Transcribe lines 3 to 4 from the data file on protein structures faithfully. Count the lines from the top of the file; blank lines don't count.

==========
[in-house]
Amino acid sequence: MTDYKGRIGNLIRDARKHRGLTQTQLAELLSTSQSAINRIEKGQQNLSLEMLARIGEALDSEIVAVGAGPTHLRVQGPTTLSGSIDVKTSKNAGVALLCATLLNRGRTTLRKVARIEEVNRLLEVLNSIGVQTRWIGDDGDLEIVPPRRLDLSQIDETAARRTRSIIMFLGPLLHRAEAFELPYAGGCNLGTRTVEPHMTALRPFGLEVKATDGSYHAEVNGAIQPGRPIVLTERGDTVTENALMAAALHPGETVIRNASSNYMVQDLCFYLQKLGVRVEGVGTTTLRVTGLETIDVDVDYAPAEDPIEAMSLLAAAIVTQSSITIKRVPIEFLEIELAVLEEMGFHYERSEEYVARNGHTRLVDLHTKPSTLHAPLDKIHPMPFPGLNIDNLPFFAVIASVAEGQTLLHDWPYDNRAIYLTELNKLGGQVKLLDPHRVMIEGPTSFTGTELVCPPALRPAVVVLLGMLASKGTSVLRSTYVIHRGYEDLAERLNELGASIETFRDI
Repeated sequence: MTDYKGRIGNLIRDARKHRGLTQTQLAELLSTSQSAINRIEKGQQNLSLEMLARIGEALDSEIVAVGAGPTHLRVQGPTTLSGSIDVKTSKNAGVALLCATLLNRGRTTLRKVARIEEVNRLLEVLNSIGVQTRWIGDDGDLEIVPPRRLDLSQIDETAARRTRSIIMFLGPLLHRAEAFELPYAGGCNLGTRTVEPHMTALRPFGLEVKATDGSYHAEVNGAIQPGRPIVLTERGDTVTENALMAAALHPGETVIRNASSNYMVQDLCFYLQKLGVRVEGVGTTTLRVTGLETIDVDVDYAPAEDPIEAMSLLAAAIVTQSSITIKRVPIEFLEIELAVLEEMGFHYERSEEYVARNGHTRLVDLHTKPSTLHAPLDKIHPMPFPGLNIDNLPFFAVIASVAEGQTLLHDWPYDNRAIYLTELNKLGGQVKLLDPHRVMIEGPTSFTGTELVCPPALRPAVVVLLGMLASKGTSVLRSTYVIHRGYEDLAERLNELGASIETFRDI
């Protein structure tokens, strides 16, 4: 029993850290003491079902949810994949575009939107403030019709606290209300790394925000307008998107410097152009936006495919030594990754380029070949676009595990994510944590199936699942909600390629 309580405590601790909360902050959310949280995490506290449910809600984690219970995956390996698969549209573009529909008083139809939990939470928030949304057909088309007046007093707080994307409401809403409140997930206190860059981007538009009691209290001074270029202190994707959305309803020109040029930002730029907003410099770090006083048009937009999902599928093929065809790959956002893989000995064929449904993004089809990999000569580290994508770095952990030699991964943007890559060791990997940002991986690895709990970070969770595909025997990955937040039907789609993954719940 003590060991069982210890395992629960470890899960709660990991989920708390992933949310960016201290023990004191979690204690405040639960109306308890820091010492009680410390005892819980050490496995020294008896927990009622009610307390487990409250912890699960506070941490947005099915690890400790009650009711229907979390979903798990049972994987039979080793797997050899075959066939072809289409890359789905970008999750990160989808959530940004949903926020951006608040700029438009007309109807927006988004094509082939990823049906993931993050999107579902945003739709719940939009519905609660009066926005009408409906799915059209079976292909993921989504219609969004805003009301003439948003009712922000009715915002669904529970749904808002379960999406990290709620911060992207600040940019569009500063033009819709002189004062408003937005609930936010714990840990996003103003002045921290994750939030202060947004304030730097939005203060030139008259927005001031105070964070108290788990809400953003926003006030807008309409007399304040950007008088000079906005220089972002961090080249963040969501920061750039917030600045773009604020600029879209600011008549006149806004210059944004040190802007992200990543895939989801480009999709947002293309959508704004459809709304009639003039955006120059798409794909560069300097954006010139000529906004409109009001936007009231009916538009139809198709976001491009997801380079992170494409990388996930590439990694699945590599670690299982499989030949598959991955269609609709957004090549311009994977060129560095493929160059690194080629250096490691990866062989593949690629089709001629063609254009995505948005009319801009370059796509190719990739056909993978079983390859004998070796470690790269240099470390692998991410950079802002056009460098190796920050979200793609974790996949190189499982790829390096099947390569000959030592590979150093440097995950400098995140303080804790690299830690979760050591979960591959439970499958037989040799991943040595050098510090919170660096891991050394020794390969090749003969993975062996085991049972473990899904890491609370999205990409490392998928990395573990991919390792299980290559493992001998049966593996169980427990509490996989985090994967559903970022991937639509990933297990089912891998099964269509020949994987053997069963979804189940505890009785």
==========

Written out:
Repeated sequence: MTDYKGRIGNLIRDARKHRGLTQTQLAELLSTSQSAINRIEKGQQNLSLEMLARIGEALDSEIVAVGAGPTHLRVQGPTTLSGSIDVKTSKNAGVALLCATLLNRGRTTLRKVARIEEVNRLLEVLNSIGVQTRWIGDDGDLEIVPPRRLDLSQIDETAARRTRSIIMFLGPLLHRAEAFELPYAGGCNLGTRTVEPHMTALRPFGLEVKATDGSYHAEVNGAIQPGRPIVLTERGDTVTENALMAAALHPGETVIRNASSNYMVQDLCFYLQKLGVRVEGVGTTTLRVTGLETIDVDVDYAPAEDPIEAMSLLAAAIVTQSSITIKRVPIEFLEIELAVLEEMGFHYERSEEYVARNGHTRLVDLHTKPSTLHAPLDKIHPMPFPGLNIDNLPFFAVIASVAEGQTLLHDWPYDNRAIYLTELNKLGGQVKLLDPHRVMIEGPTSFTGTELVCPPALRPAVVVLLGMLASKGTSVLRSTYVIHRGYEDLAERLNELGASIETFRDI
């Protein structure tokens, strides 16, 4: 029993850290003491079902949810994949575009939107403030019709606290209300790394925000307008998107410097152009936006495919030594990754380029070949676009595990994510944590199936699942909600390629 309580405590601790909360902050959310949280995490506290449910809600984690219970995956390996698969549209573009529909008083139809939990939470928030949304057909088309007046007093707080994307409401809403409140997930206190860059981007538009009691209290001074270029202190994707959305309803020109040029930002730029907003410099770090006083048009937009999902599928093929065809790959956002893989000995064929449904993004089809990999000569580290994508770095952990030699991964943007890559060791990997940002991986690895709990970070969770595909025997990955937040039907789609993954719940 003590060991069982210890395992629960470890899960709660990991989920708390992933949310960016201290023990004191979690204690405040639960109306308890820091010492009680410390005892819980050490496995020294008896927990009622009610307390487990409250912890699960506070941490947005099915690890400790009650009711229907979390979903798990049972994987039979080793797997050899075959066939072809289409890359789905970008999750990160989808959530940004949903926020951006608040700029438009007309109807927006988004094509082939990823049906993931993050999107579902945003739709719940939009519905609660009066926005009408409906799915059209079976292909993921989504219609969004805003009301003439948003009712922000009715915002669904529970749904808002379960999406990290709620911060992207600040940019569009500063033009819709002189004062408003937005609930936010714990840990996003103003002045921290994750939030202060947004304030730097939005203060030139008259927005001031105070964070108290788990809400953003926003006030807008309409007399304040950007008088000079906005220089972002961090080249963040969501920061750039917030600045773009604020600029879209600011008549006149806004210059944004040190802007992200990543895939989801480009999709947002293309959508704004459809709304009639003039955006120059798409794909560069300097954006010139000529906004409109009001936007009231009916538009139809198709976001491009997801380079992170494409990388996930590439990694699945590599670690299982499989030949598959991955269609609709957004090549311009994977060129560095493929160059690194080629250096490691990866062989593949690629089709001629063609254009995505948005009319801009370059796509190719990739056909993978079983390859004998070796470690790269240099470390692998991410950079802002056009460098190796920050979200793609974790996949190189499982790829390096099947390569000959030592590979150093440097995950400098995140303080804790690299830690979760050591979960591959439970499958037989040799991943040595050098510090919170660096891991050394020794390969090749003969993975062996085991049972473990899904890491609370999205990409490392998928990395573990991919390792299980290559493992001998049966593996169980427990509490996989985090994967559903970022991937639509990933297990089912891998099964269509020949994987053997069963979804189940505890009785």